RFE/RL: “Did they want to kill him?” wondered Jamison Firestone in a November 2009 interview with RFE/RL’s Russian Service. “I don’t know.” Firestone was the managing partner of Firestone Duncan, a Moscow law firm that hired Sergei Magnitsky to look into suspicions of massive tax fraud and theft in the takeover of companies belonging to the investment firm Hermitage Capital Management. Magnitsky died after 358 days in a Moscow pretrial-remand prison on November 16, 2009. He had not been charged with any crime. “Magnitsky showed that a group of Interior Ministry officers were guilty of embezzling from the state budget the sum of $230 million,” Firestone said. “And these officers were among the group that arrested him. They did this in order to silence him. After his arrest, they had to justify their actions and create some accusations. It took them 10 months to fabricate their nonsensical story,” he said. “Clearly, the investigators were trying to force him to confess to things that were not true.”

The Moscow Times: An independent Russian journalist and elections expert has reported receiving threats toward his family and surveillance over his article about a regional elections official seeking re-election to the State Duma this September.  Vasily Weissenberg, an expert at the independent Golos election monitor, had published an article about Andrei Gibert, the head of the Yamal-Nenets autonomous district’s electoral commission. The article alleges that Gibert’s salary is several times higher than that of fellow regional election officials and surpasses that of the Yamal-Nenets governor.

RFE/RL: Reporters Without Borders (RSF) says it fears that a detained Crimean journalist’s televised “confession” to spying on behalf of Ukraine was obtained under torture and has called for his immediate release and the withdrawal of the charges against him. In a statement on March 26, Jeanne Cavelier, the head of RSF’s Eastern Europe and Central Asia desk, expressed concern about “the psychological and physical pressure” Vladislav Yesypenko has been subjected to. Cavelier also condemned the ban on access to his lawyer.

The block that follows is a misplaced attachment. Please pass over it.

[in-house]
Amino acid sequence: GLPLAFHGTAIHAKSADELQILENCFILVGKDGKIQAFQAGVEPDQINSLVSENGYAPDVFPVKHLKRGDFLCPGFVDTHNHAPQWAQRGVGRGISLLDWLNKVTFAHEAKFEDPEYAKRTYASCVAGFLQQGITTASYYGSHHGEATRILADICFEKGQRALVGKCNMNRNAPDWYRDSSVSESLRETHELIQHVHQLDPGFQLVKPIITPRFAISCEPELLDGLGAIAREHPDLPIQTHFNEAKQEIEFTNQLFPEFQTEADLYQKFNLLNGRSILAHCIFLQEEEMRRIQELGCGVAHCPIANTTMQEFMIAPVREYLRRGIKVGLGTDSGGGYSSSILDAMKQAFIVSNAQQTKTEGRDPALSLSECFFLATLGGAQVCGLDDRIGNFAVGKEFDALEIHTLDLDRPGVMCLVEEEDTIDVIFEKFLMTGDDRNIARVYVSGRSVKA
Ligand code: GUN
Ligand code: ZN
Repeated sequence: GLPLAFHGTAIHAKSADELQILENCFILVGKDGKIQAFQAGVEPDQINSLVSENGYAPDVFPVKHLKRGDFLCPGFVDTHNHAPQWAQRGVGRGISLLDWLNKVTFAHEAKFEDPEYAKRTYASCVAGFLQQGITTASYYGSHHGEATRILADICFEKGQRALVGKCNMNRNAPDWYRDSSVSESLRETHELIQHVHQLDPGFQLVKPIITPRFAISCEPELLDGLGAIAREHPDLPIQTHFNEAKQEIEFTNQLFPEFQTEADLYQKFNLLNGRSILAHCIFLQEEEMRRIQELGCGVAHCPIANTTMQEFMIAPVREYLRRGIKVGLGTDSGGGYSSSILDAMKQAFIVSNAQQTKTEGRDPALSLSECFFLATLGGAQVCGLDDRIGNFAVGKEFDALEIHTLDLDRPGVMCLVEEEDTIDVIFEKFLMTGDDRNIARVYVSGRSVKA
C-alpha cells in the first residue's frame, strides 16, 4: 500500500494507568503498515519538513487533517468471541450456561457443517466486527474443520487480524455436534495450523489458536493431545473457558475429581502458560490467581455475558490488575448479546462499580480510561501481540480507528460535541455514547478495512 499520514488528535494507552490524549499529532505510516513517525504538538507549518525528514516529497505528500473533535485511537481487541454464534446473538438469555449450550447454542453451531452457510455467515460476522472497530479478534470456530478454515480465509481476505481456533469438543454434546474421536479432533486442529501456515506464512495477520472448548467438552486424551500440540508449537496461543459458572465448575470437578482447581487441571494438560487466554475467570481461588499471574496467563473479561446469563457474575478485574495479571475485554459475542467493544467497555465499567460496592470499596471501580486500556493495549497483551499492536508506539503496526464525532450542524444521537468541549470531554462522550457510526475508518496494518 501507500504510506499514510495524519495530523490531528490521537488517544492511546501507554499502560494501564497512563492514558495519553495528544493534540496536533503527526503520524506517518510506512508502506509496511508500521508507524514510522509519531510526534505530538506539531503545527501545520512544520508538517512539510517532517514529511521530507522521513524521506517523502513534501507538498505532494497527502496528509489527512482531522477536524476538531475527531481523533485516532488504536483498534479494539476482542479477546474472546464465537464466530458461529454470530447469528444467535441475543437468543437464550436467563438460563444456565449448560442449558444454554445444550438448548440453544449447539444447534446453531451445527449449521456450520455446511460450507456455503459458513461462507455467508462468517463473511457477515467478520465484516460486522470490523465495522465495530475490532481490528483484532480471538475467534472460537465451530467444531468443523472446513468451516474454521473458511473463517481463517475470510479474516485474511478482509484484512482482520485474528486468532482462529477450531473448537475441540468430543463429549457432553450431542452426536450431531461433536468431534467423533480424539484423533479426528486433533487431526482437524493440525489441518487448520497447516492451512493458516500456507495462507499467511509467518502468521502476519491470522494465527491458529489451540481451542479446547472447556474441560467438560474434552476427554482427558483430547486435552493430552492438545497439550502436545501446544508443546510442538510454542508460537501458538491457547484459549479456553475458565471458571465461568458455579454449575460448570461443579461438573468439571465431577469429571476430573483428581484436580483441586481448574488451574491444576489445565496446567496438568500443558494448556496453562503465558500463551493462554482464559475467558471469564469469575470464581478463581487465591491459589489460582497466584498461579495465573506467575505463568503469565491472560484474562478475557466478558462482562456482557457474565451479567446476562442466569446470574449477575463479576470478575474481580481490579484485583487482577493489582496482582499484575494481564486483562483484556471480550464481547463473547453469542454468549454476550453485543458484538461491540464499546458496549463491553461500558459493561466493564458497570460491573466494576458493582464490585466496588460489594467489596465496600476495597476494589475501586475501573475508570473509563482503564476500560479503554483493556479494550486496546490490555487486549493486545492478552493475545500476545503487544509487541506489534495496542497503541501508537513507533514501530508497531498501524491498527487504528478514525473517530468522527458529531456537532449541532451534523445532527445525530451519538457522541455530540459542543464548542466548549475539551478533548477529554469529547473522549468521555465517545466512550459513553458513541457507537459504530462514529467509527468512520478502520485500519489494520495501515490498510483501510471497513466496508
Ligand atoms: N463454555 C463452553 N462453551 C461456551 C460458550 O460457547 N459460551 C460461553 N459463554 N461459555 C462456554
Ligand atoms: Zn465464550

RFE/RL: A Russian woman serving a prison sentence on high treason charges has started a hunger strike to protest against being put in solitary confinement for complaining about beatings, her lawyer says. Antonina Zimina’s lawyer told RFE/RL on March 26 that her client has been on hunger strike for four days in a detention center in Kaliningrad, the capital of Russia’s far western exclave of the same name. In late December 2020, Zimina and her husband, Konstantin Antonets, were found guilty of spying for Latvia. Antonets was handed a 12 1/2 year prison sentence. The couple has denied any wrongdoing ever since they were first arrested in July 2018.

The Moscow Times: Maria Alyokhina is no stranger to being prosecuted for her politics. The veteran Pussy Riot member is best known for her role in the group’s “Punk Prayer,” the provocative February 2012 protest in neon balaclavas at Moscow’s Christ the Savior Cathedral. She and fellow activist Nadya Tolokonnikova would spend two years in a prison colony for the act. Nearly a decade later, Alyokhina, 32, once again finds herself at odds with the authorities as she may face up to two years in prison for an Instagram post demanding the release of political prisoners following the jailing of Kremlin critic Alexei Navalny.  Speaking to The Moscow Times from house arrest, Alyokhina said she is encouraged by the outpouring of support from the West calling for the release of Russian political prisoners like herself.  “When European and Western politicians stay silent, it leads to us being imprisoned,” Alyokhina said.